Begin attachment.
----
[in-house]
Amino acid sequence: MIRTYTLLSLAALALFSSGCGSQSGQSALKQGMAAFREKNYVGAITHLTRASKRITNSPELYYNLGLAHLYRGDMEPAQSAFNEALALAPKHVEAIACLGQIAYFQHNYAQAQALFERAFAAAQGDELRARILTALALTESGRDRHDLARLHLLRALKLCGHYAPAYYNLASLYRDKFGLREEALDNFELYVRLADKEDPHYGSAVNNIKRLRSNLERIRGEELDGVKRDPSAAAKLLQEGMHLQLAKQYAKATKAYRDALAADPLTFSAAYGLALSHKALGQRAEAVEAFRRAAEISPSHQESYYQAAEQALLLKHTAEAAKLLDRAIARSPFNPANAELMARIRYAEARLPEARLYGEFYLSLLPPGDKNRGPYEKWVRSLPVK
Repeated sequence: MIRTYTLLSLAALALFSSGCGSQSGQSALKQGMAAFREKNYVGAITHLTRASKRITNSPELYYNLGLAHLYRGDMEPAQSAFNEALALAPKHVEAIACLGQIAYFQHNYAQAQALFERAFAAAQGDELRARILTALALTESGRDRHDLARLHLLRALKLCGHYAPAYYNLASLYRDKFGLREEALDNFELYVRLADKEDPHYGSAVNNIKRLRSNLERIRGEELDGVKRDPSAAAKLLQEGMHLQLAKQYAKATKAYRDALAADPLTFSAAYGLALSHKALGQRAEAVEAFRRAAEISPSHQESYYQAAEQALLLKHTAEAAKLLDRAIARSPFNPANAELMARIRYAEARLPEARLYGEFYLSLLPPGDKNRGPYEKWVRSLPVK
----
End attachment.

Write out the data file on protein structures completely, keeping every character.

[in-house]
Amino acid sequence: MIRTYTLLSLAALALFSSGCGSQSGQSALKQGMAAFREKNYVGAITHLTRASKRITNSPELYYNLGLAHLYRGDMEPAQSAFNEALALAPKHVEAIACLGQIAYFQHNYAQAQALFERAFAAAQGDELRARILTALALTESGRDRHDLARLHLLRALKLCGHYAPAYYNLASLYRDKFGLREEALDNFELYVRLADKEDPHYGSAVNNIKRLRSNLERIRGEELDGVKRDPSAAAKLLQEGMHLQLAKQYAKATKAYRDALAADPLTFSAAYGLALSHKALGQRAEAVEAFRRAAEISPSHQESYYQAAEQALLLKHTAEAAKLLDRAIARSPFNPANAELMARIRYAEARLPEARLYGEFYLSLLPPGDKNRGPYEKWVRSLPVK
Repeated sequence: MIRTYTLLSLAALALFSSGCGSQSGQSALKQGMAAFREKNYVGAITHLTRASKRITNSPELYYNLGLAHLYRGDMEPAQSAFNEALALAPKHVEAIACLGQIAYFQHNYAQAQALFERAFAAAQGDELRARILTALALTESGRDRHDLARLHLLRALKLCGHYAPAYYNLASLYRDKFGLREEALDNFELYVRLADKEDPHYGSAVNNIKRLRSNLERIRGEELDGVKRDPSAAAKLLQEGMHLQLAKQYAKATKAYRDALAADPLTFSAAYGLALSHKALGQRAEAVEAFRRAAEISPSHQESYYQAAEQALLLKHTAEAAKLLDRAIARSPFNPANAELMARIRYAEARLPEARLYGEFYLSLLPPGDKNRGPYEKWVRSLPVK